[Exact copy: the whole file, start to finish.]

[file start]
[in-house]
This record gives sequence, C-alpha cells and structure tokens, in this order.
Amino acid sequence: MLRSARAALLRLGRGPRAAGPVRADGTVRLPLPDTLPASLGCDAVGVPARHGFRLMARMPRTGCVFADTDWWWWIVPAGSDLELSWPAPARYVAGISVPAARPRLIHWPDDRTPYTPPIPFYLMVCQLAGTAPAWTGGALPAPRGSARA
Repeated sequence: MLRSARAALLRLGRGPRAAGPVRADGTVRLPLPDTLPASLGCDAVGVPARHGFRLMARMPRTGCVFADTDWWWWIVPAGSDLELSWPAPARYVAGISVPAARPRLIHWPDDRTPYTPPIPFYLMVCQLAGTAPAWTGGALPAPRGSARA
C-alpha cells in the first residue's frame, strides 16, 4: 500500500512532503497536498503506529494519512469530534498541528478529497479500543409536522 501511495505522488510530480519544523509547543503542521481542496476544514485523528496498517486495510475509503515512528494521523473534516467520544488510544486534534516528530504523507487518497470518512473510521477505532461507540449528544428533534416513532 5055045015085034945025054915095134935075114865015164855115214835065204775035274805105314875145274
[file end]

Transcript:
[in-house]
This record gives sequence, C-alpha cells and structure tokens, in this order.
Amino acid sequence: MLRSARAALLRLGRGPRAAGPVRADGTVRLPLPDTLPASLGCDAVGVPARHGFRLMARMPRTGCVFADTDWWWWIVPAGSDLELSWPAPARYVAGISVPAARPRLIHWPDDRTPYTPPIPFYLMVCQLAGTAPAWTGGALPAPRGSARA
Repeated sequence: MLRSARAALLRLGRGPRAAGPVRADGTVRLPLPDTLPASLGCDAVGVPARHGFRLMARMPRTGCVFADTDWWWWIVPAGSDLELSWPAPARYVAGISVPAARPRLIHWPDDRTPYTPPIPFYLMVCQLAGTAPAWTGGALPAPRGSARA
C-alpha cells in the first residue's frame, strides 16, 4: 500500500512532503497536498503506529494519512469530534498541528478529497479500543409536522 501511495505522488510530480519544523509547543503542521481542496476544514485523528496498517486495510475509503515512528494521523473534516467520544488510544486534534516528530504523507487518497470518512473510521477505532461507540449528544428533534416513532 5055045015085034945025054915095134935075114865015164855115214835065204775035274805105314875145274